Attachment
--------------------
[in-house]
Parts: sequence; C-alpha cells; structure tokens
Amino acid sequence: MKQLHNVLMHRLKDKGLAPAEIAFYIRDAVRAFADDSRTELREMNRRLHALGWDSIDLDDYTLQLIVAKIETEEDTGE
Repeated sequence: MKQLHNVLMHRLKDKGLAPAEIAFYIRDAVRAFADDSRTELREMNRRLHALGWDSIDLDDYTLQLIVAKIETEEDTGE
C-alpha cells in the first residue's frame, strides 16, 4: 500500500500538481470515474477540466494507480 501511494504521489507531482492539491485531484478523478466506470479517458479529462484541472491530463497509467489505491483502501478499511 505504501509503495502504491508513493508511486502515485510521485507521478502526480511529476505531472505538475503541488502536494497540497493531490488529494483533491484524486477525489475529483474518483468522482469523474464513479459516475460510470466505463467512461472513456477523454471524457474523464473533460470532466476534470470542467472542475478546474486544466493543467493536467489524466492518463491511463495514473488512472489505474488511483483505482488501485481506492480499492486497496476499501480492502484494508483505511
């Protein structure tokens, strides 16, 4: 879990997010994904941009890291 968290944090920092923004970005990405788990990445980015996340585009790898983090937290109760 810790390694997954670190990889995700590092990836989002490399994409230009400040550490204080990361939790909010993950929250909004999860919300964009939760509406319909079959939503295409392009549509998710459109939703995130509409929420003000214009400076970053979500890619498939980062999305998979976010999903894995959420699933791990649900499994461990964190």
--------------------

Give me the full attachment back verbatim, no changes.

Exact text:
[in-house]
Parts: sequence; C-alpha cells; structure tokens
Amino acid sequence: MKQLHNVLMHRLKDKGLAPAEIAFYIRDAVRAFADDSRTELREMNRRLHALGWDSIDLDDYTLQLIVAKIETEEDTGE
Repeated sequence: MKQLHNVLMHRLKDKGLAPAEIAFYIRDAVRAFADDSRTELREMNRRLHALGWDSIDLDDYTLQLIVAKIETEEDTGE
C-alpha cells in the first residue's frame, strides 16, 4: 500500500500538481470515474477540466494507480 501511494504521489507531482492539491485531484478523478466506470479517458479529462484541472491530463497509467489505491483502501478499511 505504501509503495502504491508513493508511486502515485510521485507521478502526480511529476505531472505538475503541488502536494497540497493531490488529494483533491484524486477525489475529483474518483468522482469523474464513479459516475460510470466505463467512461472513456477523454471524457474523464473533460470532466476534470470542467472542475478546474486544466493543467493536467489524466492518463491511463495514473488512472489505474488511483483505482488501485481506492480499492486497496476499501480492502484494508483505511
């Protein structure tokens, strides 16, 4: 879990997010994904941009890291 968290944090920092923004970005990405788990990445980015996340585009790898983090937290109760 810790390694997954670190990889995700590092990836989002490399994409230009400040550490204080990361939790909010993950929250909004999860919300964009939760509406319909079959939503295409392009549509998710459109939703995130509409929420003000214009400076970053979500890619498939980062999305998979976010999903894995959420699933791990649900499994461990964190």